White PaperHow Nonprofit and Educational Customers of Salesforce.orgWill Unlock 36 Billion in Community Benefit Over theNext Five YearsSponsored by: Salesforce.orgJohn F. GantzMay 2020IN THIS WHITE PAPERSince 2009, IDC has forecast the economic impact of cloud computing on local economies and, morerecently, the economic impact of Salesforce.1 The underlying premise of the forecast is that usingcloud computing allows for more IT innovation, which in turn enables more business innovation.In 2018, IDC extended this research to forecast the economic impact of cloud computing on the world'snonprofits and educational institutions.2, 3In this White Paper, we further extend the research to forecast the economic benefits of cloudcomputing provided by and its ecosystem to nonprofits and educational institutions.These benefits accruing to the nonprofits, in turn, yield benefits to the individuals and communitiesserved by these customers.The quantification of the benefit to nonprofits and educational institutions was enabled by IDCresearch on the cloud computing market, IT spending, vendor cloud and professional servicesrevenues, and the nature of cloud computing implementations. The research was informed by a surveyof 85 nonprofit customers and partners, primarily from the United States and Europe.It is important to note that the modeling and analysis for this study were conducted prior to theCOVID-19 pandemic and therefore do not take into account its impact on the market. However, in asurvey conducted in March 2020, IDC found that cloud computing is the number 1 area most likely tosee increased spending as a result of COVID-19.1The Salesforce Economy: Enabling 1.9 Million New Jobs and 389 Billion in New Revenue Over the Next Five Years, -economystudy-2016.pdf.2The term nonprofits is often meant to include educational institutions, but that is not always the case.Thus, IDC prefers to refer to nonprofit educational institutions specifically. In some geographies, nonprofits arecommonly referred to as NGOs, which stands for non-governmental organizations.3The Impact of Cloud Computing on Nonprofits Worldwide over the Next Five Years: 217 Billion in New computing-nonprofits-report-download/.May 2020, IDC #US45401119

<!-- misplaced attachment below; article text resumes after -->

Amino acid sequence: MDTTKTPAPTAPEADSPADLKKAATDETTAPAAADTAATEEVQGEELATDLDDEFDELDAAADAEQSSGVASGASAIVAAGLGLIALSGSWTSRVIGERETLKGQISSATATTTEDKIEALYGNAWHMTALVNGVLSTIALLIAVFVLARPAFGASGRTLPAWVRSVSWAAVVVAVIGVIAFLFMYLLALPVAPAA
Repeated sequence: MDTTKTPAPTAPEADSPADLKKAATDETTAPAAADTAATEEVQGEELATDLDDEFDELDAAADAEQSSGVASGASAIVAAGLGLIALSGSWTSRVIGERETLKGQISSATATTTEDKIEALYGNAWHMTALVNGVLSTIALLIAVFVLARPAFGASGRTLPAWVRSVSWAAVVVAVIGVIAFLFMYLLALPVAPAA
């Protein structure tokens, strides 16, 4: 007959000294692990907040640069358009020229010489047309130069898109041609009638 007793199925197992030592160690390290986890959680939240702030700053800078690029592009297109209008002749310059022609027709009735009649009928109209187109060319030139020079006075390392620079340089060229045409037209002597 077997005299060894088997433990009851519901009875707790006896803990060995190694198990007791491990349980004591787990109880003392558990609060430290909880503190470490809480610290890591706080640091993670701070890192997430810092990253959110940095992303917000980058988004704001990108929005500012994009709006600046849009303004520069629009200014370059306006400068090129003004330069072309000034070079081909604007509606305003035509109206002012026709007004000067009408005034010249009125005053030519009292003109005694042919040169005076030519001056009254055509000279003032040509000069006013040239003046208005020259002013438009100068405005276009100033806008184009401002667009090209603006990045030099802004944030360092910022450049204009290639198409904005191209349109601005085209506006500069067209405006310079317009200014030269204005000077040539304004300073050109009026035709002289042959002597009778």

EXECUTIVE SUMMARY The use of cloud computing by nonprofits and educational institutions is robust, accounting for 8%of IT spending in 2019; this compares with the worldwide average of for-profit organizations of 9%.By 2023, cloud computing will account for 15% of nonprofit IT spending compared with 16%among for-profit organizations. The use of cloud services offered by and its ecosystem will generate 4.1 billion ofeconomic benefit for nonprofits in 2019. More than a third, or 1.4 billion, will be generated by thedonated value of discounted or free products and services. Between year-end 2019 and year-end 2024, cloud services offered by and itsecosystem will create net-new benefit4 of 36.2 billion. Of this, 11.7 billion will be generatedfrom donated products and services. That benefit, in turn, will allow nonprofits and educational institutions to add 134,000 new staffmembers between 2019 and year-end 2024. Nearly a quarter of the benefit will accrue to human services organizations and a fifth to education.The remainder will go to arts and humanities, health, environmental, and faith-based nonprofits. Based on the survey, nonprofits and educational institutions expect about a third of theirwindfall from cloud services to be used to support fundraising, 30% to support operations andprogram support, 14% to support client outreach and services, 11% to be used internally forIT, and the remainder for other purposes. The ecosystem5 supporting the delivery of services — the other companies thatadd software, additional cloud services, IT and business services, and network services — isbigger than by nearly a factor of three in terms of the amount of services delivered.In terms of actual revenue, because of different discount structures, in 2019, the ecosystem willmake 4.15 for every 1.00 of revenue. By 2024, that ratio will be 6.16 to 1.00. The growth opportunity for the ecosystem is huge — 13.2 billion in net-new revenue (afterdiscounts) — for the 2019–2024 period.THE ECONOMIC BENEFIT OF SALESFORCE.ORG CLOUD COMPUTINGAs mentioned, for a decade IDC has forecast the business benefits — in jobs and revenue — generatedby the use of cloud computing on the theory that cloud computing frees up IT resources for innovationthat, in turn, help drive business innovation.Since IT has a footprint — revenue, expenses, and employees touched — much greater than its share ofbudget, a little IT innovation goes a long way.In the research referenced in footnote 3, IDC forecast the economic impact the use of cloudcomputing, in general, would have on nonprofits worldwide. Overall, IDC estimates that the nonprofit4Net-new benefit is the difference in funding each year subsequent to 2019 and then aggregated across the2020–2024 period. It depicts total revenue above the 2019 run rate.5The term ecosystem refers to the constellation of companies that sell or deliver ancillary products nonprofit customers. Many of these firms will be members of partner programs, butnot necessarily all. Some may be independently contracted by the customer or by other firms. 2020 IDC#US454011192